Consider the recent uprisings in religious groups over what they feel is morally objectionable material such, the most recent example of which is The Golden Compass. The film is based on a series of books that depicts a fractured sector of society acting as a metaphor for the author’s vision of the Church. This sect kidnaps and experiments on children, forcing them to stand up and fight back. The result is a series of books that teaches an alternate view of religion, one in which it is not as cut and dry as organized dogma would have you believe. It is a strictly agnostic approach and one that the Church finds offensive.

Similar to their response to The DaVinci Code in 2006, the Catholic League―with its 350,000 members―has decided to boycott the film in the hopes of convincing other Christians to ignore it. The result is a wash of publicity and controversy over a film which is not supposed to be that good.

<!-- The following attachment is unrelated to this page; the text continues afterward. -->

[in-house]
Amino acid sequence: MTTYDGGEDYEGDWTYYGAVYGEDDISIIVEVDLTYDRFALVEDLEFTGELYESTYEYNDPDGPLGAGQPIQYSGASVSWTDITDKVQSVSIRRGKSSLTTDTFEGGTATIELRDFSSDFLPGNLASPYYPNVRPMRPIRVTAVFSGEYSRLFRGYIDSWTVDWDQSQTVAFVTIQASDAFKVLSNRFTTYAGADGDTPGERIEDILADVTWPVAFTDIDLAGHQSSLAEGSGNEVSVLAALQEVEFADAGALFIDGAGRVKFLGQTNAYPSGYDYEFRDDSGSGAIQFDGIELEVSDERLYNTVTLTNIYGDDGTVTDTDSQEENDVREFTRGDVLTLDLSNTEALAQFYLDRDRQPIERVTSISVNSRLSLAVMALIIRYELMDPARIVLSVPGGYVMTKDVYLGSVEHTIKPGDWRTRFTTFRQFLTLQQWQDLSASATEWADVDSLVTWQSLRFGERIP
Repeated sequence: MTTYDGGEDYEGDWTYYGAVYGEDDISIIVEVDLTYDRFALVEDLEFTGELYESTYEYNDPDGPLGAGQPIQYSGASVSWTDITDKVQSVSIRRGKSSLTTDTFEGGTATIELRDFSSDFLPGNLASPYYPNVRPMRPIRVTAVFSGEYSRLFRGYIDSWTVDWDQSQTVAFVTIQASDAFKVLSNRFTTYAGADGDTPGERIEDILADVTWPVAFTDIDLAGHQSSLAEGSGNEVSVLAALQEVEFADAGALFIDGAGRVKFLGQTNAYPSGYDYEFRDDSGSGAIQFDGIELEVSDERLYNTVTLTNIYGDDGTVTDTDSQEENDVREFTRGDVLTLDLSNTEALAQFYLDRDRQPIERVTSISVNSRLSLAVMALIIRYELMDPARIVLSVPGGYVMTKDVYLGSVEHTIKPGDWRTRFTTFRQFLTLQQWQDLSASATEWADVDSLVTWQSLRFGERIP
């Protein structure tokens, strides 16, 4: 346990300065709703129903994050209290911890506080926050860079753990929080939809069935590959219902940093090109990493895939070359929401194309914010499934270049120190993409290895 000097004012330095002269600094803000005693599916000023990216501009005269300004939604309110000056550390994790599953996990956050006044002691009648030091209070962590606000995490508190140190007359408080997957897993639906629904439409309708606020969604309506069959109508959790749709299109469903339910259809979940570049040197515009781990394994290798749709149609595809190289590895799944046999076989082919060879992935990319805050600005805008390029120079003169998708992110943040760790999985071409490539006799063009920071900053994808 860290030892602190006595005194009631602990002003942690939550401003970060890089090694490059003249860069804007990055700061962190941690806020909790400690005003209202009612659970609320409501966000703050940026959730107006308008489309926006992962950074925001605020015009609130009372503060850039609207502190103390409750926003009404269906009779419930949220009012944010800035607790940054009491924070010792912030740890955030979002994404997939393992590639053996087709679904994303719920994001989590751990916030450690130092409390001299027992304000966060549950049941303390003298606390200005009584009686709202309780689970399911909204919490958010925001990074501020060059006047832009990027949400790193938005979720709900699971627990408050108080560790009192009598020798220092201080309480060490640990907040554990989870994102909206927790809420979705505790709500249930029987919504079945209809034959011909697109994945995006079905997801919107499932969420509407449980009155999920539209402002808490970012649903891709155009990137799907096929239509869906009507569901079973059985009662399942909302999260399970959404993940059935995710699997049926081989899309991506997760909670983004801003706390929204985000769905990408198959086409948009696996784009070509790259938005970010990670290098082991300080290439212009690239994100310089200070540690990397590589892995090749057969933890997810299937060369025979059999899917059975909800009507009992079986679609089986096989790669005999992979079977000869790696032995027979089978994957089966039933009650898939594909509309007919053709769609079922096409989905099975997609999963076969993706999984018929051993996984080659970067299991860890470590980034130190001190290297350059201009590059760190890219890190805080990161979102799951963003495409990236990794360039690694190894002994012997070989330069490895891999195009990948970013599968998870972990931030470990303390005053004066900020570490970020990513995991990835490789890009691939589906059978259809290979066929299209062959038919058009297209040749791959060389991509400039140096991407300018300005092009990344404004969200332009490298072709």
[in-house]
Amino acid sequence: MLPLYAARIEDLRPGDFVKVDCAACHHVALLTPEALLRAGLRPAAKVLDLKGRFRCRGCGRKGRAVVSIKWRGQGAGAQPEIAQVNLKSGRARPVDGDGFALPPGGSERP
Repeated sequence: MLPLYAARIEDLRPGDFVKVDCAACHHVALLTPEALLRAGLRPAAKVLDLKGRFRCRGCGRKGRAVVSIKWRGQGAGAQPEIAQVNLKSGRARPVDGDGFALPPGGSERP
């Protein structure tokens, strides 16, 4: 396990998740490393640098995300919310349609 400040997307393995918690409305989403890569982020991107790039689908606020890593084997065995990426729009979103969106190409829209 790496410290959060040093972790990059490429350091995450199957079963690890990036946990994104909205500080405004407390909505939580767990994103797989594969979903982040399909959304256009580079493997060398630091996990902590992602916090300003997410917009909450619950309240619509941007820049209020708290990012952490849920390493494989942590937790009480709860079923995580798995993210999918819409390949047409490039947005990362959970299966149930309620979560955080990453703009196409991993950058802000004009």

It is interesting that the current state of moral ethics provides ample space for protest against films that breach religious and racial boundaries (The Passion of the Christ is a good example), but the long time proliferation of sex and violence that has recently seeped into even the most innocent of children’s films and television programs continues.

Video Games
By far the biggest source of discussion and controversy in recent years in regards to moral obligations is the video game industry. Today, the ESRB rates and labels video games between E (for everyone) and AO (adult only). The rating system is effective in telling parents what their children will be facing in a video game. However, the ESRB is a self-regulatory board run and operated by the gaming companies, which has caused many senators and ethics pounding lawyers to grow even more upset at games like Grand Theft Auto, or the most recent maelstrom in Manhunt 2.